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What we learned on offense in FSU's loss to Clemson

Assessing the Seminoles' offensive attack in Death Valley.

Dalvin Cook escapes the Clemson defense
Dalvin Cook escapes the Clemson defense
Joshua S. Kelly-USA TODAY Sports

Two weeks ago, I was in Atlanta, writing this same piece after Florida State's loss to Georgia Tech. And I don't just mean evaluating FSU's offensive performance, as the 'Noles dropped this contest at Clemson for a lot of the same reasons that they took a loss to GT.

Just as in ATL, the Seminoles had a legitimate chance to grab an early multiple-score lead. After Dalvin Cook torched the Tigers for a 75-yard touchdown on the second play from scrimmage to put Florida State up 7-0 and stun the Clemson crowd, the 'Nole defense, which was simply exceptional, quickly delivered the ball back to the offense. CU was scrambling, and conceded another big run, of 36 yards, to Cook. But after the Seminoles got the ball into the red zone, quarterback Sean Maguire made a poor third-down decision, lobbing a ball that was intercepted.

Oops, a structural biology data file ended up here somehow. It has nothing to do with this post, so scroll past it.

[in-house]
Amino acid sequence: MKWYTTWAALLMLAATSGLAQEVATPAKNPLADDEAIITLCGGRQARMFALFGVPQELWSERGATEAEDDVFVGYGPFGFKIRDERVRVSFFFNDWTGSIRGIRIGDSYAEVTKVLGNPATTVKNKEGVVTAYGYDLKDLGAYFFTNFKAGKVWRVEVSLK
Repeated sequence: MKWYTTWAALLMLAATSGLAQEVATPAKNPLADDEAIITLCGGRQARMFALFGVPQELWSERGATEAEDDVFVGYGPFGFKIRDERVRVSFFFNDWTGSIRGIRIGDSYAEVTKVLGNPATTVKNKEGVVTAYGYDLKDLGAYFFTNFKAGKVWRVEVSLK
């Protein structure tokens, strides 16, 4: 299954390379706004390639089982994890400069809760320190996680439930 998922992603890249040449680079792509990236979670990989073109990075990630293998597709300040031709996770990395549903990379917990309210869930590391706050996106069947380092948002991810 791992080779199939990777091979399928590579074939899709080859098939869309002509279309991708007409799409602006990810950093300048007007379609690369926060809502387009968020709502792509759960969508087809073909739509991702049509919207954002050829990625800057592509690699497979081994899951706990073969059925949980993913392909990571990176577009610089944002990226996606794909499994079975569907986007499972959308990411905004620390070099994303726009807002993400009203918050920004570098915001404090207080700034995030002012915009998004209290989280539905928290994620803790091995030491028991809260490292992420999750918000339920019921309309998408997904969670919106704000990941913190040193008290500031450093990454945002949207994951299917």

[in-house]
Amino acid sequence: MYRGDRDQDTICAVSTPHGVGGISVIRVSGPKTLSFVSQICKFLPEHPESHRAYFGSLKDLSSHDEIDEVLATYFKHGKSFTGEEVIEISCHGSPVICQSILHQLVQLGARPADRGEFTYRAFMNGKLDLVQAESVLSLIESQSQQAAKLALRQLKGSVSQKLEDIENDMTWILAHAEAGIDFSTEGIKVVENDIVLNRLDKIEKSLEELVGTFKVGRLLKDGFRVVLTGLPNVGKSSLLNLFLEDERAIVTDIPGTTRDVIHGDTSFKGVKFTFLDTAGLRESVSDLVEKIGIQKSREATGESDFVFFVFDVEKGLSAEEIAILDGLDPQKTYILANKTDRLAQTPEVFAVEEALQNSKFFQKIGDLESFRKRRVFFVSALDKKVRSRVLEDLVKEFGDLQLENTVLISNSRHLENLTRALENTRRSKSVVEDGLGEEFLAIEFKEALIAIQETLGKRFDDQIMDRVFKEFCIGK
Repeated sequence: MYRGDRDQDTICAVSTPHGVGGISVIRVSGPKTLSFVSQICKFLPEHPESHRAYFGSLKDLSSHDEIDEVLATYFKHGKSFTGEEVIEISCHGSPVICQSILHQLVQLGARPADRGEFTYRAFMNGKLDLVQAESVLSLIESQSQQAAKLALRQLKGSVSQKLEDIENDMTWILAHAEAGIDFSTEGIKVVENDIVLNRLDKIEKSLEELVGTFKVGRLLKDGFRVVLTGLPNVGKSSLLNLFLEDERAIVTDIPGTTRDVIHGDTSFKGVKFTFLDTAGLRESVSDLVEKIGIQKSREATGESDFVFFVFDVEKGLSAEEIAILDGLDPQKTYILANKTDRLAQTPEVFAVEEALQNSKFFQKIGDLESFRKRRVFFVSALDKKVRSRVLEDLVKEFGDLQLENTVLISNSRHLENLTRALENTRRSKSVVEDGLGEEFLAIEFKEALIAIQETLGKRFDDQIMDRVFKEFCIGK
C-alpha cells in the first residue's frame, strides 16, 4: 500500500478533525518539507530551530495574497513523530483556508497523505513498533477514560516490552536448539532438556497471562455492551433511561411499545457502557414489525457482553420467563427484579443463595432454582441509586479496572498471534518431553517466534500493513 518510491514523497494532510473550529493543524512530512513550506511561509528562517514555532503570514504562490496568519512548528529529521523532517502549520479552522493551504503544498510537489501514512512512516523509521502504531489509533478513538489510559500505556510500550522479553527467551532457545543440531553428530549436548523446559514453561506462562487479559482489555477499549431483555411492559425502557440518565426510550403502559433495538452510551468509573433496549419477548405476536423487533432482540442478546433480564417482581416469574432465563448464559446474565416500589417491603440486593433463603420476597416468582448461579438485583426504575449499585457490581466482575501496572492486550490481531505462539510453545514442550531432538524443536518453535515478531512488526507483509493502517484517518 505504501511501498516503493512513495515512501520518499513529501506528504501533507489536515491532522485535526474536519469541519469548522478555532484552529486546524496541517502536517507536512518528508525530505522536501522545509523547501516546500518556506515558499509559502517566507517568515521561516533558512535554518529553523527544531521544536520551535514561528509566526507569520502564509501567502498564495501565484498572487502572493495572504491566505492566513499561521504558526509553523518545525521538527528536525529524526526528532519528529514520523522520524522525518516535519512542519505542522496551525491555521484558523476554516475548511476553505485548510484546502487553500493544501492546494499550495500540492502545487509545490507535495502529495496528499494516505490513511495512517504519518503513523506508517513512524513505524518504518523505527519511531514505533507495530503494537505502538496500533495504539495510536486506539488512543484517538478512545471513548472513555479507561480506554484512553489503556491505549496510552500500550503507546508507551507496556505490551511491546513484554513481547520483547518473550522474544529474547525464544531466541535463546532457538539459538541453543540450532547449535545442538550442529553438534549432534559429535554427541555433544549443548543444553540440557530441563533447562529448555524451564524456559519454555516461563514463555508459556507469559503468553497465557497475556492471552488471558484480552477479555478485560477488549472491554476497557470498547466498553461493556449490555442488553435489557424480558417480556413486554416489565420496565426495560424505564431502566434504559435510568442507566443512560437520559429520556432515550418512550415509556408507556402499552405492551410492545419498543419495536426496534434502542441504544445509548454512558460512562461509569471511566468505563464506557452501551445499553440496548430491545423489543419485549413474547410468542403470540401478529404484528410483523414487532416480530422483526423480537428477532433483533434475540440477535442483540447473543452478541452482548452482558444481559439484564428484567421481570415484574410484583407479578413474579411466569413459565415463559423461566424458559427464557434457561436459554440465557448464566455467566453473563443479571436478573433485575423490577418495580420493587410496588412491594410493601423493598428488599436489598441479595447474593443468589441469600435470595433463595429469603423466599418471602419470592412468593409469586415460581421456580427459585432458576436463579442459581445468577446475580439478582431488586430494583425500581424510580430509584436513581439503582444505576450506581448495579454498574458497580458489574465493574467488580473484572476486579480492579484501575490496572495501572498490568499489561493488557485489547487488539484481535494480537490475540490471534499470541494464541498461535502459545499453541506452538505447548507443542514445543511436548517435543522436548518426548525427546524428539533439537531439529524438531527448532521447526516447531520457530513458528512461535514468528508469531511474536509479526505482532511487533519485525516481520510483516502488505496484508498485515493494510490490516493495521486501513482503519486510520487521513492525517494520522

If he simply eats it and lets Roberto Aguayo put FSU up 10-0, the Tigers may have very well gotten into their own heads a bit and started to press, especially considering their last matchup with the 'Noles on their home field, a 51-14 drubbing in 2013. People tend to look back at that FSU victory in Death Valley, given the national title the 'Noles would up winning, as some sort of preordained result. But remember, Clemson was actually ranked higher than FSU coming into that one, a game that was supposed to be Tajh Boyd's, not Jameis Winston's, coronation as Heisman frontrunner.

Instead, Florida State's offense allowed the Clemson defense to collect its wits, regroup, and revise its approach-- one that made rendering Cook ineffective its primary goal, which it accomplished by loading the box and daring Maguire to throw over the top. After those first two carries for 111 yards, Cook averaged a more pedestrian 4.36 YPC, finishing with 21 totes for 194 yards on the ground. So, discounting his first pair of runs, Cook was held to his lowest YPC average since facing Boston College's top-ranked rush defense, when he went for 3.6.